5. Hang out with People Who Inspire You to Take Action

I’m pretty sure if you spend just 10 minutes talking to Steve Jobs or Bill Gates, you’ll be more inspired to act than if you spent the 10 minutes doing nothing. The people we are with influence our behaviors. Of course spending time with Steve Jobs or Bill Gates every day is probably not a feasible method, but the principle applies — The Hidden Power of Every Single Person Around You

Identify the people, friends or colleagues who trigger you – most likely the go-getters and hard workers – and hang out with them more often. Soon you will inculcate their drive and spirit too.

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As a personal development blogger, I “hang out” with inspiring personal development experts by reading their blogs and corresponding with them regularly via email and social media. It’s communication via new media and it works all the same.

6. Get a Buddy

Having a companion makes the whole process much more fun. Ideally, your buddy should be someone who has his/her own set of goals. Both of you will hold each other accountable to your goals and plans. While it’s not necessary for both of you to have the same goals, it’ll be even better if that’s the case, so you can learn from each other.

I have a good friend whom I talk to regularly, and we always ask each other about our goals and progress in achieving those goals. Needless to say, it spurs us to keep taking action.

7. Tell Others About Your Goals

This serves the same function as #6, on a larger scale. Tell all your friends, colleagues, acquaintances and family about your projects. Now whenever you see them, they are bound to ask you about your status on those projects.

For example, sometimes I announce my projects on The Personal Excellence Blog, Twitter and Facebook, and my readers will ask me about them on an ongoing basis. It’s a great way to keep myself accountable to my plans.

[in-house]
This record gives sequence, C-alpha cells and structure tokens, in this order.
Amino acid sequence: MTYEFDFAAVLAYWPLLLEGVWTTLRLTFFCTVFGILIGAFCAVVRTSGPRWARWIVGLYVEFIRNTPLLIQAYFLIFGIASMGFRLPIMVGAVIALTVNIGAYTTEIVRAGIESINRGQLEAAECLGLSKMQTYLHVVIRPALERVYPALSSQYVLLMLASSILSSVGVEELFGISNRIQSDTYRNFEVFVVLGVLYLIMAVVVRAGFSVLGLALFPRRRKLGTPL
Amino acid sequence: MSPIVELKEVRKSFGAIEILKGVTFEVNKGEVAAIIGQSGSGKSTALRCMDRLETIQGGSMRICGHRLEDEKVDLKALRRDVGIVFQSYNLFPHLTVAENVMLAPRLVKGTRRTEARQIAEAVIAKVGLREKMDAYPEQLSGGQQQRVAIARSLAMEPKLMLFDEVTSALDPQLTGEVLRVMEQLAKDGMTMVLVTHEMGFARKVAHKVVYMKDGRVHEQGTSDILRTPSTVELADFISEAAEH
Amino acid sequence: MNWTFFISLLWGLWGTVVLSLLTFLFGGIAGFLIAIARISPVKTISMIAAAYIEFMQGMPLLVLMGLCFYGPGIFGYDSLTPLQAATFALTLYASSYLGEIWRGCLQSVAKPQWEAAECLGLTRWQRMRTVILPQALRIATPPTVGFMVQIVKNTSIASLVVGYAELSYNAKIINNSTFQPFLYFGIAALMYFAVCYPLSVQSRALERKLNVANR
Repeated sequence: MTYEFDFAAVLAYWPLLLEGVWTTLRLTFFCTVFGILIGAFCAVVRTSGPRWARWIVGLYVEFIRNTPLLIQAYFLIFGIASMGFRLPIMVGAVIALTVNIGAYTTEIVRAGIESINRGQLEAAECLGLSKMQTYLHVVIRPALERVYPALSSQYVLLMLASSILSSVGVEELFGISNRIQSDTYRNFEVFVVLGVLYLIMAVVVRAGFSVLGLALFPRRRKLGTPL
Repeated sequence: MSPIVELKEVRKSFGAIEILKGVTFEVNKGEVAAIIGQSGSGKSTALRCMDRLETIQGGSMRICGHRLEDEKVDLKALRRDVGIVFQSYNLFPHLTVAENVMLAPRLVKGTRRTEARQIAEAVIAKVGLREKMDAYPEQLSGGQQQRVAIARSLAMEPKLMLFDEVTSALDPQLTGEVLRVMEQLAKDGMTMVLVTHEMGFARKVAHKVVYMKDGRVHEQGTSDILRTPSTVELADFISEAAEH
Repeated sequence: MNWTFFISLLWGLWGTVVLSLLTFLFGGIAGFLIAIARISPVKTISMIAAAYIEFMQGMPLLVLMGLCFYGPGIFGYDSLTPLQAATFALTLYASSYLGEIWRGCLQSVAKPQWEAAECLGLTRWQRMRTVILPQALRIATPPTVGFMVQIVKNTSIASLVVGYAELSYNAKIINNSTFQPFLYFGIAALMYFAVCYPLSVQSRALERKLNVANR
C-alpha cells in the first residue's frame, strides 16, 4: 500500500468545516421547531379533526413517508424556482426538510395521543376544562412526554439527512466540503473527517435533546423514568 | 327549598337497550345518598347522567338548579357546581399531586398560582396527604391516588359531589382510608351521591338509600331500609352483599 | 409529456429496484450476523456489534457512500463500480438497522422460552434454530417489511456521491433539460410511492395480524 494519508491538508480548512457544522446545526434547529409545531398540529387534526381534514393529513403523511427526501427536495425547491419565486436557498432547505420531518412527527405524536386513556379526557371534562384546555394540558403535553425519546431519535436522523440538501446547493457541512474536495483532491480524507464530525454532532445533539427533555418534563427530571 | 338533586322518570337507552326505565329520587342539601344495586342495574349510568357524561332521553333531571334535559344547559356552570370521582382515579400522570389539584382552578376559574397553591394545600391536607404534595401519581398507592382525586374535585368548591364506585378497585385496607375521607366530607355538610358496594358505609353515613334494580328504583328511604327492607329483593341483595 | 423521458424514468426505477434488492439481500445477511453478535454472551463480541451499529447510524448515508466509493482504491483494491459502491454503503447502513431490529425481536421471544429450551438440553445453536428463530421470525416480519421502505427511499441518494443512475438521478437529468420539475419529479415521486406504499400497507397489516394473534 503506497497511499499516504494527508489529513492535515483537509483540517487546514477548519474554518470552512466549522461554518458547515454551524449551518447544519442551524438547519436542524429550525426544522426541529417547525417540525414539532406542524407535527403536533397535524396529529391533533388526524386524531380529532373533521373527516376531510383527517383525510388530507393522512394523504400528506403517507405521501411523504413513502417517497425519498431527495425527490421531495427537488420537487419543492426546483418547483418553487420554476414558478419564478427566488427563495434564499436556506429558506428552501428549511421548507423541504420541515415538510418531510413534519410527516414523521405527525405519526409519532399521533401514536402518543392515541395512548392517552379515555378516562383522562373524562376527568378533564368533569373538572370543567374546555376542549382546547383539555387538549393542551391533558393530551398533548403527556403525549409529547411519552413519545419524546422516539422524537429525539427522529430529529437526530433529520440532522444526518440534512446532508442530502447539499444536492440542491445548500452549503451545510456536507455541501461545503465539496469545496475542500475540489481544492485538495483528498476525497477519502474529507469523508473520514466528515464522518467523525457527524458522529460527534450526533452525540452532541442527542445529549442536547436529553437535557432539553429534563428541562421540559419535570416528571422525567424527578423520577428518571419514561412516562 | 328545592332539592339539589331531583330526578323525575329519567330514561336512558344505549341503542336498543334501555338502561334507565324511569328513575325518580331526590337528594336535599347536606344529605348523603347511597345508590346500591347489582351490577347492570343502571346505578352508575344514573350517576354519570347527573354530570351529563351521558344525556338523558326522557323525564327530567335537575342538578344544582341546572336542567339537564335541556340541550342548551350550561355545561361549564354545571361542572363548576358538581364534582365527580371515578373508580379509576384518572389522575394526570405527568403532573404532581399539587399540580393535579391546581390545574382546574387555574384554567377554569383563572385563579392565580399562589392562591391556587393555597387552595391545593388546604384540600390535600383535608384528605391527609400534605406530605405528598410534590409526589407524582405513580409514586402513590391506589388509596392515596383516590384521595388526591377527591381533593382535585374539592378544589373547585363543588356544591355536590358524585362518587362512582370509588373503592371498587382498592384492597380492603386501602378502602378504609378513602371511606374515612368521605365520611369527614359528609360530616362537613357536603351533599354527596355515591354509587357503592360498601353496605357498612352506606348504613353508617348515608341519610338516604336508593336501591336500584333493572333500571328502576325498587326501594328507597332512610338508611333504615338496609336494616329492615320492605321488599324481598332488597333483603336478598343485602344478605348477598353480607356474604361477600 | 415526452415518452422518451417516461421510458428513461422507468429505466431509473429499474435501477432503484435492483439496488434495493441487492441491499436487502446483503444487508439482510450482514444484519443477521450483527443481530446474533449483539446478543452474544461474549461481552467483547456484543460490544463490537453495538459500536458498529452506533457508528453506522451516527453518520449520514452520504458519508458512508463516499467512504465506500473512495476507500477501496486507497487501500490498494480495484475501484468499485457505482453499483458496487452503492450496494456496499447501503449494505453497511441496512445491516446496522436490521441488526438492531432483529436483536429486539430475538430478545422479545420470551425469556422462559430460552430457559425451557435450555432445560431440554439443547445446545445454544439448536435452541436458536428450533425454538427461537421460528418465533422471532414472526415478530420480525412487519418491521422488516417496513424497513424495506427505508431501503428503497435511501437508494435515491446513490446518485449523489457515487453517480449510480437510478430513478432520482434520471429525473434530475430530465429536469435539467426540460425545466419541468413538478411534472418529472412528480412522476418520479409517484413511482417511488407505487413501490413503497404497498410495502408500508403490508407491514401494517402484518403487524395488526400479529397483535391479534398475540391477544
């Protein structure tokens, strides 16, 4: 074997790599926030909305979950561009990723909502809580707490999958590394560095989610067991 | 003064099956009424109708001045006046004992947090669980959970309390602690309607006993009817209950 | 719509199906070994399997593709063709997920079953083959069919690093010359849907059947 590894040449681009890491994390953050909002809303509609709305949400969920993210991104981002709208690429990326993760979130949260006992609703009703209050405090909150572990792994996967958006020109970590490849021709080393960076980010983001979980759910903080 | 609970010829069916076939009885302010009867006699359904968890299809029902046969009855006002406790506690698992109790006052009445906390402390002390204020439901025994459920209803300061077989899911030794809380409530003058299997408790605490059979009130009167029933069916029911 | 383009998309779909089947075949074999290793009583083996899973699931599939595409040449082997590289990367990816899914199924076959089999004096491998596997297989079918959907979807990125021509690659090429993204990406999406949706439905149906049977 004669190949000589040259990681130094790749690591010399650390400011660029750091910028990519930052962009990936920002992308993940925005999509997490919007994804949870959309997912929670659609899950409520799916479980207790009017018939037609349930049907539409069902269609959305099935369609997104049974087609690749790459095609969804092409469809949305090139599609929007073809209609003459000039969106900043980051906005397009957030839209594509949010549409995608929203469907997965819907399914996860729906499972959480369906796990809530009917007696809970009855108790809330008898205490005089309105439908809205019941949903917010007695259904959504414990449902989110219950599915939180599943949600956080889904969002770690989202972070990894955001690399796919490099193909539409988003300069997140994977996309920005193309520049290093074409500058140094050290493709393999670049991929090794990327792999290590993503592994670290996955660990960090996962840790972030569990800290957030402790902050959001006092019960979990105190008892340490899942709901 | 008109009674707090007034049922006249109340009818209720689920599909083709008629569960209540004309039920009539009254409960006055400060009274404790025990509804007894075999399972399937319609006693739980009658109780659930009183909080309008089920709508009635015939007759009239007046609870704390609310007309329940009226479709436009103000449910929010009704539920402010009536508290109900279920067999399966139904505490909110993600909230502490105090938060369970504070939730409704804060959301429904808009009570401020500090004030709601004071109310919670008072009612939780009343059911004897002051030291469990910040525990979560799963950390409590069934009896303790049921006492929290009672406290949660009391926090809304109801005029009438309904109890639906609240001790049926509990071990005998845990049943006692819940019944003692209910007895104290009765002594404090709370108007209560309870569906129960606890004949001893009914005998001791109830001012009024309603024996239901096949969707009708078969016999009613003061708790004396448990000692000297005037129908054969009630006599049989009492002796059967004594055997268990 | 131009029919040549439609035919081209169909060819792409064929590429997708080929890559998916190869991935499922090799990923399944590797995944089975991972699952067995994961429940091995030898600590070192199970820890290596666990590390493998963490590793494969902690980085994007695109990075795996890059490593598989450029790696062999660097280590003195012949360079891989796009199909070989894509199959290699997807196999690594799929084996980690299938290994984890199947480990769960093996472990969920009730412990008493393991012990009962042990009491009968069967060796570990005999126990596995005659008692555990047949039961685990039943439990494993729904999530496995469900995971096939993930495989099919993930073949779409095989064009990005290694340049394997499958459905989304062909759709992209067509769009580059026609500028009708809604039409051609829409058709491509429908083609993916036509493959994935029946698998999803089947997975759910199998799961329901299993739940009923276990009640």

8. Seek out Someone Who Has Already Achieved the Outcome

What is it you want to accomplish here, and who are the people who have accomplished this already? Go seek them out and connect with them. Seeing living proof that your goals are very well achievable if you take action is one of the best triggers for action.

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9. Re-Clarify Your Goals

If you have been procrastinating for an extended period of time, it might reflect a misalignment between what you want and what you are currently doing. Often times, we outgrow our goals as we discover more about ourselves, but we don’t change our goals to reflect that.

Get away from your work (a short vacation will be good, else just a weekend break or staycation will do too) and take some time to regroup yourself. What exactly do you want to achieve? What should you do to get there? What are the steps to take? Does your current work align with that? If not, what can you do about it?

10. Stop Over-Complicating Things

Are you waiting for a perfect time to do this? That maybe now is not the best time because of X, Y, Z reasons? Ditch that thought because there’s never a perfect time. If you keep waiting for one, you are never going to accomplish anything.

Perfectionism is one of the biggest reasons for procrastination. Read more about why perfectionist tendencies can be a bane than a boon: Why Being A Perfectionist May Not Be So Perfect.

11. Get a Grip and Just Do It

At the end, it boils down to taking action. You can do all the strategizing, planning and hypothesizing, but if you don’t take action, nothing’s going to happen. Occasionally, I get readers and clients who keep complaining about their situations but they still refuse to take action at the end of the day.

Reality check:

I have never heard anyone procrastinate their way to success before and I doubt it’s going to change in the near future.  Whatever it is you are procrastinating on, if you want to get it done, you need to get a grip on yourself and do it.

More About Procrastination

Featured photo credit: Malvestida Magazine via unsplash.com